Is this a neo-modern turn then, in our history? The post-modern thinking, the grand narrative that established the absence of grand narratives, robbed us of beliefs to live for. The fragmentation of working class - every man as an island bounded by mortgage - was complemented by a theory of doing so. The pursuit of happiness, the grand narrative that it is possible to be happy by winning a lottery ticket, took over the mantle of the struggle for rights that the earlier generations waged.
Indeed, there was nothing to fight for. The shopping malls were there, the bewildering choice of objects as a proof of existence of happiness: The TV laid out the perfect life and the theorem that if you couldn't make it, it was all your fault. All the press and all the politicians agreed on almost everything, except for such arcane details that no one cared to understand. The only thing worth knowing was who's sleeping with whom, and suddenly there was a lot of news of the kind, including the Presidents and Would-be Presidents misbehaving. But this touched our lives too, as the taboo on sex was somewhat lifted, and our lives were pleasant with encounters of various kinds, and therefore, busy. In one way, the struggle for equality, happiness, indeed survival, were farmed out to the lunatic fringes of our society and out of fashion.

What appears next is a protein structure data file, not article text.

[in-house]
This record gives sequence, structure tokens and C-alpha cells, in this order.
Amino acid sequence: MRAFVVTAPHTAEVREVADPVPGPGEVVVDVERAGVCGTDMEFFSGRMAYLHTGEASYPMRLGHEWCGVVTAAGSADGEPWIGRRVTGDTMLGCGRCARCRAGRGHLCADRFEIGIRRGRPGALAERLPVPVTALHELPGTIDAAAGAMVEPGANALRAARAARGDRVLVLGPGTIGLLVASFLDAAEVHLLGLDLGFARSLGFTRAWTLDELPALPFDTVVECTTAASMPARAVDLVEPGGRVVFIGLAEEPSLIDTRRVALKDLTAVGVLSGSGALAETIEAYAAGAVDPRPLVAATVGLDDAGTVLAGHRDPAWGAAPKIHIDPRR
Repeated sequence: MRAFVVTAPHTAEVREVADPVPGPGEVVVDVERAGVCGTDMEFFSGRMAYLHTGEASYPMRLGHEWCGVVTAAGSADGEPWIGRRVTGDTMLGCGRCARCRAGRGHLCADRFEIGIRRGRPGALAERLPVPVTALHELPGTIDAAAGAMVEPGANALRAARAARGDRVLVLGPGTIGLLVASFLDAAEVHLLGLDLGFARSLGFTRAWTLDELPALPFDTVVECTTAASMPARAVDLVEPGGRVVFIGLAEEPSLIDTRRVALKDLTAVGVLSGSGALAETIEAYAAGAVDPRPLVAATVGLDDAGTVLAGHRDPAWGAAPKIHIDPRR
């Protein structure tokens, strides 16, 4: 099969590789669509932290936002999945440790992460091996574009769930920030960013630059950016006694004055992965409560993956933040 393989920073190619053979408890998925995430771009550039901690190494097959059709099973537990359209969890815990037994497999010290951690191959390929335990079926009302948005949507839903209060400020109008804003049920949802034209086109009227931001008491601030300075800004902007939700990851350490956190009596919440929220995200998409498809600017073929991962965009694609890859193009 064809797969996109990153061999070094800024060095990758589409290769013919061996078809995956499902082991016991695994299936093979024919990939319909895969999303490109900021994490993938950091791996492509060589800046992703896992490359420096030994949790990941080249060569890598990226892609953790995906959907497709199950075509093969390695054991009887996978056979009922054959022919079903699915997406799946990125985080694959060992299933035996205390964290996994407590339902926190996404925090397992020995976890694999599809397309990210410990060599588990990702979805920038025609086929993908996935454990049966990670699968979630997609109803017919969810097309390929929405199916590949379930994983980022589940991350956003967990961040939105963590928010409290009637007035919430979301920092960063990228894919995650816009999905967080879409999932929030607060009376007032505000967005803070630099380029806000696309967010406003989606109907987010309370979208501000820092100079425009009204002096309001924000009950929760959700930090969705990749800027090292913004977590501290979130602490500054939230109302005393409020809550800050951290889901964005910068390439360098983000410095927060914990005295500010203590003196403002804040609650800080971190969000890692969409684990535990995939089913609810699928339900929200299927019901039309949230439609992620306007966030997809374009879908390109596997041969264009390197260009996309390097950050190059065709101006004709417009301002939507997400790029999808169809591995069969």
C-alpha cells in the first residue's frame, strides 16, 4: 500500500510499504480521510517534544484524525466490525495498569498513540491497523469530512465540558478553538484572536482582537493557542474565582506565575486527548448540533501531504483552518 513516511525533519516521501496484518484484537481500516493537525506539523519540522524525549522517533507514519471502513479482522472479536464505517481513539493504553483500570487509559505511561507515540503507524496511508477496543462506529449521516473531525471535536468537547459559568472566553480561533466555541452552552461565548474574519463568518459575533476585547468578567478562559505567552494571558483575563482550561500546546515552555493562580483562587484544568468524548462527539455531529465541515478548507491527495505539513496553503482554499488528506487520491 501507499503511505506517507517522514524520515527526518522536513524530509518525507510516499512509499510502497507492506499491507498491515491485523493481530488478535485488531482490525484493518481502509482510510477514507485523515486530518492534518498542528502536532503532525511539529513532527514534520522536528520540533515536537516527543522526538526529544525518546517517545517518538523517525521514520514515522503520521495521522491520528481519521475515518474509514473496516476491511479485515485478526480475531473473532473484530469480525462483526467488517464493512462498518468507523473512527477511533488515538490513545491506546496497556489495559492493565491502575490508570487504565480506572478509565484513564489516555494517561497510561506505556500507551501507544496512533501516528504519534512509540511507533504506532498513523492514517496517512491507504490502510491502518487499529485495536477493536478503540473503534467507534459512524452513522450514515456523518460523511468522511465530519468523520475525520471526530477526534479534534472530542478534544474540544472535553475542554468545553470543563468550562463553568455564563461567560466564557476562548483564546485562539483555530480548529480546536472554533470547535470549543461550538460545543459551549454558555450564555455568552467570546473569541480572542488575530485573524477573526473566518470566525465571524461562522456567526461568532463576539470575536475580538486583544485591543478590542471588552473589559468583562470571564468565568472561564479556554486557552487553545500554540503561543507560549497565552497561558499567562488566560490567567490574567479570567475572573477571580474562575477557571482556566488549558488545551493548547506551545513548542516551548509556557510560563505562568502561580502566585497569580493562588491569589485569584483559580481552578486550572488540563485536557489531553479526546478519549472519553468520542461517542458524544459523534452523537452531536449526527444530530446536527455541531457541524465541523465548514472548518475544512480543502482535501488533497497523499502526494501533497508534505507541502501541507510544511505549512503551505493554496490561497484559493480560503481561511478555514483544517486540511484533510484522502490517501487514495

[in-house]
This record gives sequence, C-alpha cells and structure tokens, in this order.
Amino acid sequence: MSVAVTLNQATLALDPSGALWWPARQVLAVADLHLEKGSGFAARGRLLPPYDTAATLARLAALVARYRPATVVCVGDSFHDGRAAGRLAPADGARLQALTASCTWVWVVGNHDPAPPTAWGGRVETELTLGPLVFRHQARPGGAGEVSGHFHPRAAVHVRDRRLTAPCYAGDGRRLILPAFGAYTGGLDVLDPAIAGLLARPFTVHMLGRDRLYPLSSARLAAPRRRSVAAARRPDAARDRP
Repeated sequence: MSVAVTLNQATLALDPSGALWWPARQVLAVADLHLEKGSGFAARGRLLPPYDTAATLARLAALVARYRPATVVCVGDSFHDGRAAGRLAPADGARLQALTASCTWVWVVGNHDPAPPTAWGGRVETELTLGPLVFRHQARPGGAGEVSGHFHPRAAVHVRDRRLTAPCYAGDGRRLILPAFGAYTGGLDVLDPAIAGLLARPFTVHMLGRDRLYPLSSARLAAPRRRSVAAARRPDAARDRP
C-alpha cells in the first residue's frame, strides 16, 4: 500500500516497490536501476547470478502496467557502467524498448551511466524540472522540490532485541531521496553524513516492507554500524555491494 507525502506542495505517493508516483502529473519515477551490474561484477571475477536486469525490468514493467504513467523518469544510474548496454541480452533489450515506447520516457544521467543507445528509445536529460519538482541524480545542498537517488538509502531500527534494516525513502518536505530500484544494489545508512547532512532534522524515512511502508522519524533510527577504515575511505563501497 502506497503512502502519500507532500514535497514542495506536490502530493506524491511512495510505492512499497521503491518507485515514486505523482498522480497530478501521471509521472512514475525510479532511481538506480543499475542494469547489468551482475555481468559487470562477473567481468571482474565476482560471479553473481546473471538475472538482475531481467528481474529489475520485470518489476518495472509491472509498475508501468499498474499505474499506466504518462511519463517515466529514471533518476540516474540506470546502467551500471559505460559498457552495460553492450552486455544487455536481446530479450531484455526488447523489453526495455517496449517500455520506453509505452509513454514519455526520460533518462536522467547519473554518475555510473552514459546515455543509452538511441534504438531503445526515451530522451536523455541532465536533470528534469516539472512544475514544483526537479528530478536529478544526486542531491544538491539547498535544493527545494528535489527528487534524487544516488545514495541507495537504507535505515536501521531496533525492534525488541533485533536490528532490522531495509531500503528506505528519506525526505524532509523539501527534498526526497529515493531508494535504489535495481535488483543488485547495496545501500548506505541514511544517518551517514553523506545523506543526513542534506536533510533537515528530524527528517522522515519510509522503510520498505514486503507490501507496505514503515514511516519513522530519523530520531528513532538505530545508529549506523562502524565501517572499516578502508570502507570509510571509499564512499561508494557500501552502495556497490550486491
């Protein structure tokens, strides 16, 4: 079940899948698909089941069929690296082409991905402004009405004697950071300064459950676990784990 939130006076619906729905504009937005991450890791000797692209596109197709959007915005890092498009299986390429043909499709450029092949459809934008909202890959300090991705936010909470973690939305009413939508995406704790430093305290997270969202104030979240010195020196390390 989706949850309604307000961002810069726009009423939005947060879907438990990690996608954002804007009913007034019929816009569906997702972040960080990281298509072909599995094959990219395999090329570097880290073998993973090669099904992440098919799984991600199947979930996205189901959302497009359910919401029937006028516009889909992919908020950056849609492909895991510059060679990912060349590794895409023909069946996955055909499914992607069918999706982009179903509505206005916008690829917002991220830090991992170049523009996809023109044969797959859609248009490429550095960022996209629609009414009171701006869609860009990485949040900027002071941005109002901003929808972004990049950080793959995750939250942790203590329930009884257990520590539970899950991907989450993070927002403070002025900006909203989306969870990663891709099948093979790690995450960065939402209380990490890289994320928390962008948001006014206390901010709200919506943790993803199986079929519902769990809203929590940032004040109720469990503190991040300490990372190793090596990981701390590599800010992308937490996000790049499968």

The economic crisis, as it invariably must, has changed all that. Suddenly the grand narrative that the powerful had usurped, is over. The Presidents and Prime Ministers look shaky. The saving at the banks which we were told to die for look temporary. The mortgages not so forthcoming, the interest rates, held artificially low, staying where they are precariously almost. The world news suddenly puts a lot of disaffected people on the street defying guns and tanks, and a theory of Arab spring is just around the corner. Radicalism is back at the centre of our lives.